India: Startups.v2 – DIPP Relaxes The Definition And Process For Recognition As A Startup


In January 2016, the government rolled out the 'Startup India Action Plan' towards its ambitious 'Startup India-Stand Up India' manifesto. It laid out several incentives and benefits to encourage entrepreneurship within the country. Consequently, the Department of Industrial Promotion and Policy (DIPP) vide its notification dated 17 February 2016 (2016 Notification) defined 'startups' for the first time, laid down the eligibility criteria for an entity to qualify as a startup including for availing tax benefits, and the process for recognition or registration of startups to avail the incentives provided by the government.

However, in spite of several such initiatives, the startup ecosystem in India has not taken-off as expected. This was largely due to excessive regulatory and bureaucratic intervention, with innovation being the primary criteria for qualifying as a startup, the lack of clarity on whether the innovation criteria was to be tested on a domestic or on a global platform. These shortcomings led the government to re-assess and re-consider the 2016 Notification. Accordingly, in supersession of the 2016 Notification, the government released a notification dated 23 May 2017 (2017 Notification), which has re-defined startups, relaxed the eligibility criteria and the recognition process for startups.

A brief comparative table below outlines the changes.

Heads Startup – 2016 Notification Startup – 2017 Notification
Definition An entity will be considered as a 'startup':
  1. that is not more than 5 years old;
  2. the annual turnover (as defined in the Companies Act, 2013) of which has not exceeded INR 25 crores in any previous financial year;
  3. is working towards innovation, development, deployment or commercialization of new products, processes or services driven by technology or intellectual property;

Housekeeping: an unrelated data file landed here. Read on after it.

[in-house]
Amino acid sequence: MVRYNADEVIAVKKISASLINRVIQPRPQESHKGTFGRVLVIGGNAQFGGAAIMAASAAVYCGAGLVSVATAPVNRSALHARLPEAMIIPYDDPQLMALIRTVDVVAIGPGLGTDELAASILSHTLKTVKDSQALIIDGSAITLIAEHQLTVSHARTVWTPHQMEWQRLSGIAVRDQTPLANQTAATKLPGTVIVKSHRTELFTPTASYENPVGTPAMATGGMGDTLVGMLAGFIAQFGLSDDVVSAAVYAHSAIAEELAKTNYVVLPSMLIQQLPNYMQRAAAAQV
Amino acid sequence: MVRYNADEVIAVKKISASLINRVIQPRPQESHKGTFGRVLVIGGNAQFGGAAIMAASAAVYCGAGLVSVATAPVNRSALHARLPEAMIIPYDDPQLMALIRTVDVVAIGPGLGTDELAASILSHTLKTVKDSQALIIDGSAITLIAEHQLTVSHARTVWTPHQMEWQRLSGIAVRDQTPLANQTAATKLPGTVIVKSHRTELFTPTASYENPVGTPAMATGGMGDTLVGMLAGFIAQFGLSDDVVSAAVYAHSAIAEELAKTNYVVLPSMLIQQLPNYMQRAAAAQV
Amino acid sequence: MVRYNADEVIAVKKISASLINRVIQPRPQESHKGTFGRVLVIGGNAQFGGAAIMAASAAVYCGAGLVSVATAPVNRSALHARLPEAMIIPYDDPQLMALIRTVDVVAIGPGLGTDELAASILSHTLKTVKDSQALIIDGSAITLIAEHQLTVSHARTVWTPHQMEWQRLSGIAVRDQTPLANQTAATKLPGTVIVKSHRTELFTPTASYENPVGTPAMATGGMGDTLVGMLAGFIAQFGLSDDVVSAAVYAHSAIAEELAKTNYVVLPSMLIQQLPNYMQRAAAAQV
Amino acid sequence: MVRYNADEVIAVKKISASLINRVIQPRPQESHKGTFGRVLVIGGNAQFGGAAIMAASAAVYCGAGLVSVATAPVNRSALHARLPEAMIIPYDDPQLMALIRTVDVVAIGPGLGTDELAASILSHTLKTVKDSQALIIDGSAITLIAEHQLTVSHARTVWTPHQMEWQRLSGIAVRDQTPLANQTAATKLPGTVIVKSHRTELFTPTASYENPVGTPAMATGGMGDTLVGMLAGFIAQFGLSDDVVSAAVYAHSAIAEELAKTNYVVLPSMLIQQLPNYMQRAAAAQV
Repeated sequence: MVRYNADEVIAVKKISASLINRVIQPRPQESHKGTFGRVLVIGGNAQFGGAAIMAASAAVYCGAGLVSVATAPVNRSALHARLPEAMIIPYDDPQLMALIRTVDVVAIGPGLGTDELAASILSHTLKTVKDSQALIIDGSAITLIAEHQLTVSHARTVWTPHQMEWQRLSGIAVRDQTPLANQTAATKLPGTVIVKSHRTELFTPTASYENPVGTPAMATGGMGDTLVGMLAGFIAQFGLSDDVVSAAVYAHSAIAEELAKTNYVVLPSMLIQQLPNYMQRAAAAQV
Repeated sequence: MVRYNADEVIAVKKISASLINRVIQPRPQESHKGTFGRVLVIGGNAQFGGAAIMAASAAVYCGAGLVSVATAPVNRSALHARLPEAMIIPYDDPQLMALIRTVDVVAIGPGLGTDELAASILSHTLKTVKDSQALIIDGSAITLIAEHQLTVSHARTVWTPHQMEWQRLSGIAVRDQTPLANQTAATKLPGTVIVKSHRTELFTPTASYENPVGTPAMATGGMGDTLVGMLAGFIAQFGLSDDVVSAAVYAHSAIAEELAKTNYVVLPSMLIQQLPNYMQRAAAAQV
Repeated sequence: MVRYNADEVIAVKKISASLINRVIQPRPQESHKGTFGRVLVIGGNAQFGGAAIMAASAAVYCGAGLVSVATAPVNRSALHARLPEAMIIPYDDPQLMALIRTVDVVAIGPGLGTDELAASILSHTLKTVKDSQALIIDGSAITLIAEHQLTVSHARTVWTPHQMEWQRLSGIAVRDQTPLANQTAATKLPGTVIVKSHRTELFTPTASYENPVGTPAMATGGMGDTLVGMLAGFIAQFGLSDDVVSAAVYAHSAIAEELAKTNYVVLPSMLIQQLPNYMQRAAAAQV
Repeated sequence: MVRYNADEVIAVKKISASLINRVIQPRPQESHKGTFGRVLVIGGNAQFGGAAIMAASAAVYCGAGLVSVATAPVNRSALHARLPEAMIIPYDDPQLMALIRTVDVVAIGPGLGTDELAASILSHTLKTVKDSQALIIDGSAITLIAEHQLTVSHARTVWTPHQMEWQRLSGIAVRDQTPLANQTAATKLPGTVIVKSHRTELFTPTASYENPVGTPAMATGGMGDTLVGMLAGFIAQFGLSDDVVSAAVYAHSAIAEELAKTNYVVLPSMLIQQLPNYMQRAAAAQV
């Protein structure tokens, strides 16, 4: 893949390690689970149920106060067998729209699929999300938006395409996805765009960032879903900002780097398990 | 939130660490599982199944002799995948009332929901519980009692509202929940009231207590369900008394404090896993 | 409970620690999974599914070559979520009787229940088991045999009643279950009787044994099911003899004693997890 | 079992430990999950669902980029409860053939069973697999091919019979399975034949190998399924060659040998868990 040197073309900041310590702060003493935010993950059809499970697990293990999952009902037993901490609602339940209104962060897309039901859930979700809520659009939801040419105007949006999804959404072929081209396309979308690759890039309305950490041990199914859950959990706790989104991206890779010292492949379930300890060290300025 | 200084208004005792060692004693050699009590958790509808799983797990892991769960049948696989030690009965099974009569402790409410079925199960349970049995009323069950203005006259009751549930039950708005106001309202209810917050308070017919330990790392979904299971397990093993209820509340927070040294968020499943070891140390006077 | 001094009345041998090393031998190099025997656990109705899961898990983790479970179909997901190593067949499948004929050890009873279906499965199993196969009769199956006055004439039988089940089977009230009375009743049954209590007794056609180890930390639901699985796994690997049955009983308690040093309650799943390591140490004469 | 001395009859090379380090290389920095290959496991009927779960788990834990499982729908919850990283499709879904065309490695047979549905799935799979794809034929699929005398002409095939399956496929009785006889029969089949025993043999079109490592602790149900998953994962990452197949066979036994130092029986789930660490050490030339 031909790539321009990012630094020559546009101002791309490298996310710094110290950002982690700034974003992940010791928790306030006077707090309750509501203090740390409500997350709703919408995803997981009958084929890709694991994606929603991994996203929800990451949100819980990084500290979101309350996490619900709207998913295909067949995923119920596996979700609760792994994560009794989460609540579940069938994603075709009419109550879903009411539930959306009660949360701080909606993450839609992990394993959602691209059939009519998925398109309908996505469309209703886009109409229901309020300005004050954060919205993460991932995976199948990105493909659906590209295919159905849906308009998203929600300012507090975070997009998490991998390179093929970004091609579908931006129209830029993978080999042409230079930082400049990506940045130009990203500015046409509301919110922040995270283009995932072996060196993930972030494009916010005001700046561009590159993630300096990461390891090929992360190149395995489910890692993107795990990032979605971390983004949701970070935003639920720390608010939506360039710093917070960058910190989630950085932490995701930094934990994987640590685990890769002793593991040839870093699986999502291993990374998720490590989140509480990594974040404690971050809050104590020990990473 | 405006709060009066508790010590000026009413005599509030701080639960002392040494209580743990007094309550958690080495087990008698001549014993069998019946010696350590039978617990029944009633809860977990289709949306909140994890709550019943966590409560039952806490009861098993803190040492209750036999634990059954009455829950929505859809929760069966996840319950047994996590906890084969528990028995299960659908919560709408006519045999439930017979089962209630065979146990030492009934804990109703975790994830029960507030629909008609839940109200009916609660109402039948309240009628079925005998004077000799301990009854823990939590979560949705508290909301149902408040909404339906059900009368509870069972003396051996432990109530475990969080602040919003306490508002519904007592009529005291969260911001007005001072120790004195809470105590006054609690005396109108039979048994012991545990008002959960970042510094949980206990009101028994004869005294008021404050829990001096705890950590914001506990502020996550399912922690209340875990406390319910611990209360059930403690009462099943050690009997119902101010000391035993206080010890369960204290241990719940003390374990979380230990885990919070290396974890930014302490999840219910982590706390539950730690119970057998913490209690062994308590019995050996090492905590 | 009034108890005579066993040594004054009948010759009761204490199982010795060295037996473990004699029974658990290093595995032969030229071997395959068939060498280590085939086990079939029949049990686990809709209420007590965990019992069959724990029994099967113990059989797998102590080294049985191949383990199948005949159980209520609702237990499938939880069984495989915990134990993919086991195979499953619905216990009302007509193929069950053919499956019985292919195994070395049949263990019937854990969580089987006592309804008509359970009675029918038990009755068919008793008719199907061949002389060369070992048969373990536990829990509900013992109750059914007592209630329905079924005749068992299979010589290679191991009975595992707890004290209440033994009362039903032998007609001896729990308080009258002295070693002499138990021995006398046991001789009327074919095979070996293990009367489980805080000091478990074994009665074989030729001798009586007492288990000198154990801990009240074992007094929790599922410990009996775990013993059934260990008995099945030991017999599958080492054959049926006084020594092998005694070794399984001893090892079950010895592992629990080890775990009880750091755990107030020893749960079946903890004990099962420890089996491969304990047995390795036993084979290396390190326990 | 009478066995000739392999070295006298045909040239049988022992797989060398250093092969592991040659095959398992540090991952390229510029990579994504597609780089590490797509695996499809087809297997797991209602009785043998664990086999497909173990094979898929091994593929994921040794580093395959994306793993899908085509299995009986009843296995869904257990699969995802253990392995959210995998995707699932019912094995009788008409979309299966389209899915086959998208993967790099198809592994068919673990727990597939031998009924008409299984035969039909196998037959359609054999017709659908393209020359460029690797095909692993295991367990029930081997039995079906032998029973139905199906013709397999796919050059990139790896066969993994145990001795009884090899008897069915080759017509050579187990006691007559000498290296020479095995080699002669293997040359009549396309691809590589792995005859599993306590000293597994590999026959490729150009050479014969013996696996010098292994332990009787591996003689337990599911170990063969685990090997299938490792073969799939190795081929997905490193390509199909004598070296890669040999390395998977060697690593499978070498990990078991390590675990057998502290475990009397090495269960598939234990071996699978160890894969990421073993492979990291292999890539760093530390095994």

An entity will be considered as a 'startup':
  1. that is not more than 7 years old from the date of its incorporation/ registration.

    An exception has been introduced specifically for startups in the biotechnology sector, in which case the period shall be up to 10 years from the date of its incorporation/ registration;
  2. No change in annual turnover.
  3. is working towards innovation, development or improvement of products or processes or services, or if it is a scalable business model with a high potential of employment generation or wealth creation.
Yardstick for innovation for tax benefits A business will be covered under the definition of 'startup' only if it aims to develop and commercialize new products, services, or processes, or significantly improve existing products, services, or processes, resulting in creation or addition of value for the customers or the workflow. The mere act of developing products, services, or processes which: (a) do not have the potential for commercialisation; (b) are undifferentiated; or (c) have no or limited incremental value for customers or workflow, would not be covered under the definition of 'startup'. The criteria (a) to (c) of 2016 Notification remains the same.

In addition, it is provided that innovativeness shall be considered from a domestic standpoint.
Entity structure Private limited company, registered partnership firm, or limited liability partnership. Private limited company or limited liability partnership provided such entity is incorporated on or after the 1 April 2016 but before the 1 April 2019.
Structuring An entity formed as a result of splitting up or reconstruction of an existing business will not be recognised as a startup. No change
Process for recognition A startup was required to apply for recognition through the mobile app/ portal of the DIPP with any of the following documents: